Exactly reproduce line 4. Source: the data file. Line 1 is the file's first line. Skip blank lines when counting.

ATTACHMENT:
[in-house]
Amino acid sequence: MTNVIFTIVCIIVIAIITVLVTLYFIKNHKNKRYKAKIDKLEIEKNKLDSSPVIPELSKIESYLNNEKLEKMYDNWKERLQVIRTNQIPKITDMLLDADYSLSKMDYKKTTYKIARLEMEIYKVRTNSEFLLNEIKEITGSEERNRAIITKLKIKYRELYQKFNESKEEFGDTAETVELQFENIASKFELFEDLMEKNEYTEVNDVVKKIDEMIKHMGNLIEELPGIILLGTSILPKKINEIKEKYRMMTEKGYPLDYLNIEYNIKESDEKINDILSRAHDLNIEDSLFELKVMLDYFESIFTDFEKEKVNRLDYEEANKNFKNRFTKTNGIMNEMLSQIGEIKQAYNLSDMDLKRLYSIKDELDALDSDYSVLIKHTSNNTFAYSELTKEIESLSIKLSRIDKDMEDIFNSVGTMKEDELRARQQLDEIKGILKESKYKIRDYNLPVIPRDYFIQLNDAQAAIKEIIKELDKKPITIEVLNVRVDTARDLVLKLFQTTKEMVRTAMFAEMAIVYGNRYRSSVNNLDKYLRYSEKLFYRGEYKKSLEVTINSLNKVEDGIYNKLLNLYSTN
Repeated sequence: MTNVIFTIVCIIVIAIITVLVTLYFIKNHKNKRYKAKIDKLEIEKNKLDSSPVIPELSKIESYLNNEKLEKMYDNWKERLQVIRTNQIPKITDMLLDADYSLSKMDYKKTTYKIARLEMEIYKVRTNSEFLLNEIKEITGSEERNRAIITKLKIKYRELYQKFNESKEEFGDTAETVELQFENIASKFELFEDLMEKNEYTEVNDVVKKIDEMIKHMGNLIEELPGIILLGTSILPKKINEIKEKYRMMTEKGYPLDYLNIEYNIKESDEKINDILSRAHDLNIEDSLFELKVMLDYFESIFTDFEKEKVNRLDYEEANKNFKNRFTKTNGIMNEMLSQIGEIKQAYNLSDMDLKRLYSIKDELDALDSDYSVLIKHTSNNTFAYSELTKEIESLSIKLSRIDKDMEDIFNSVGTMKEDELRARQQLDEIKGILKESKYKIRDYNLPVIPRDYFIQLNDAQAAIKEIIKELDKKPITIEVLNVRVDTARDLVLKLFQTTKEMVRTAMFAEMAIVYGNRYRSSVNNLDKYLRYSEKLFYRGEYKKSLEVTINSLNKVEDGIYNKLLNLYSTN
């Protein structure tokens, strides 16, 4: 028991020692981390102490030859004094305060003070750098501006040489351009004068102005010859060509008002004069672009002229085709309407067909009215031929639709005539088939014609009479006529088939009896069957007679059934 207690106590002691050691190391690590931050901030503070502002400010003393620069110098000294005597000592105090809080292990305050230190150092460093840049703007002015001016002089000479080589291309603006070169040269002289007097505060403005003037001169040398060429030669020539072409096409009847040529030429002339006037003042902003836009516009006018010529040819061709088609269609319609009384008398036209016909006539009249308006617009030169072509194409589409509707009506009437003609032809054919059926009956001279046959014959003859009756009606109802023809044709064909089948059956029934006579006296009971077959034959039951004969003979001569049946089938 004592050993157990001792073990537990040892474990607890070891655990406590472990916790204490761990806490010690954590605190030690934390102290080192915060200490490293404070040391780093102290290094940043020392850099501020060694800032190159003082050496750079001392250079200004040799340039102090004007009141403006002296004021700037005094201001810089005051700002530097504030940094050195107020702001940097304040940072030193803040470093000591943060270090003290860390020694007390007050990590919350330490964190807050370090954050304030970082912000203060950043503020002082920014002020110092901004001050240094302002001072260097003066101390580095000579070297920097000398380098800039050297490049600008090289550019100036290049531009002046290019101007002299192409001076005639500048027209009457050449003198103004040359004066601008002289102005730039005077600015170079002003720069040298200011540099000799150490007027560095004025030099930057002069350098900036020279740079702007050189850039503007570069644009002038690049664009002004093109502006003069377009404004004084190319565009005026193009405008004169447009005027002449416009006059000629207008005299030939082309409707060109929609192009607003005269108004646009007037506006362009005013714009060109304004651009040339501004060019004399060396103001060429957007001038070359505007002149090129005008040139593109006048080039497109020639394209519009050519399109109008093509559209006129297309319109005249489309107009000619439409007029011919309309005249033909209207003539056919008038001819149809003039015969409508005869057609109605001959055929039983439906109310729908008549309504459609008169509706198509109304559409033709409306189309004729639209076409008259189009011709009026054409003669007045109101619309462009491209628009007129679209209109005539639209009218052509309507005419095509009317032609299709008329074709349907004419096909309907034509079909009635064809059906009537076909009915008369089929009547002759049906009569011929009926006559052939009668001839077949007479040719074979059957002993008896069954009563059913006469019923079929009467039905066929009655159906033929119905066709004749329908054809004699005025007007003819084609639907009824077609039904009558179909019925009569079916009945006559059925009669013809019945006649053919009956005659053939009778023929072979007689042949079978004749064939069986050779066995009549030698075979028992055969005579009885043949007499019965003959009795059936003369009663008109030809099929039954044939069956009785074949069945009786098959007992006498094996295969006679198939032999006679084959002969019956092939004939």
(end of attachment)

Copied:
């Protein structure tokens, strides 16, 4: 028991020692981390102490030859004094305060003070750098501006040489351009004068102005010859060509008002004069672009002229085709309407067909009215031929639709005539088939014609009479006529088939009896069957007679059934 207690106590002691050691190391690590931050901030503070502002400010003393620069110098000294005597000592105090809080292990305050230190150092460093840049703007002015001016002089000479080589291309603006070169040269002289007097505060403005003037001169040398060429030669020539072409096409009847040529030429002339006037003042902003836009516009006018010529040819061709088609269609319609009384008398036209016909006539009249308006617009030169072509194409589409509707009506009437003609032809054919059926009956001279046959014959003859009756009606109802023809044709064909089948059956029934006579006296009971077959034959039951004969003979001569049946089938 004592050993157990001792073990537990040892474990607890070891655990406590472990916790204490761990806490010690954590605190030690934390102290080192915060200490490293404070040391780093102290290094940043020392850099501020060694800032190159003082050496750079001392250079200004040799340039102090004007009141403006002296004021700037005094201001810089005051700002530097504030940094050195107020702001940097304040940072030193803040470093000591943060270090003290860390020694007390007050990590919350330490964190807050370090954050304030970082912000203060950043503020002082920014002020110092901004001050240094302002001072260097003066101390580095000579070297920097000398380098800039050297490049600008090289550019100036290049531009002046290019101007002299192409001076005639500048027209009457050449003198103004040359004066601008002289102005730039005077600015170079002003720069040298200011540099000799150490007027560095004025030099930057002069350098900036020279740079702007050189850039503007570069644009002038690049664009002004093109502006003069377009404004004084190319565009005026193009405008004169447009005027002449416009006059000629207008005299030939082309409707060109929609192009607003005269108004646009007037506006362009005013714009060109304004651009040339501004060019004399060396103001060429957007001038070359505007002149090129005008040139593109006048080039497109020639394209519009050519399109109008093509559209006129297309319109005249489309107009000619439409007029011919309309005249033909209207003539056919008038001819149809003039015969409508005869057609109605001959055929039983439906109310729908008549309504459609008169509706198509109304559409033709409306189309004729639209076409008259189009011709009026054409003669007045109101619309462009491209628009007129679209209109005539639209009218052509309507005419095509009317032609299709008329074709349907004419096909309907034509079909009635064809059906009537076909009915008369089929009547002759049906009569011929009926006559052939009668001839077949007479040719074979059957002993008896069954009563059913006469019923079929009467039905066929009655159906033929119905066709004749329908054809004699005025007007003819084609639907009824077609039904009558179909019925009569079916009945006559059925009669013809019945006649053919009956005659053939009778023929072979007689042949079978004749064939069986050779066995009549030698075979028992055969005579009885043949007499019965003959009795059936003369009663008109030809099929039954044939069956009785074949069945009786098959007992006498094996295969006679198939032999006679084959002969019956092939004939």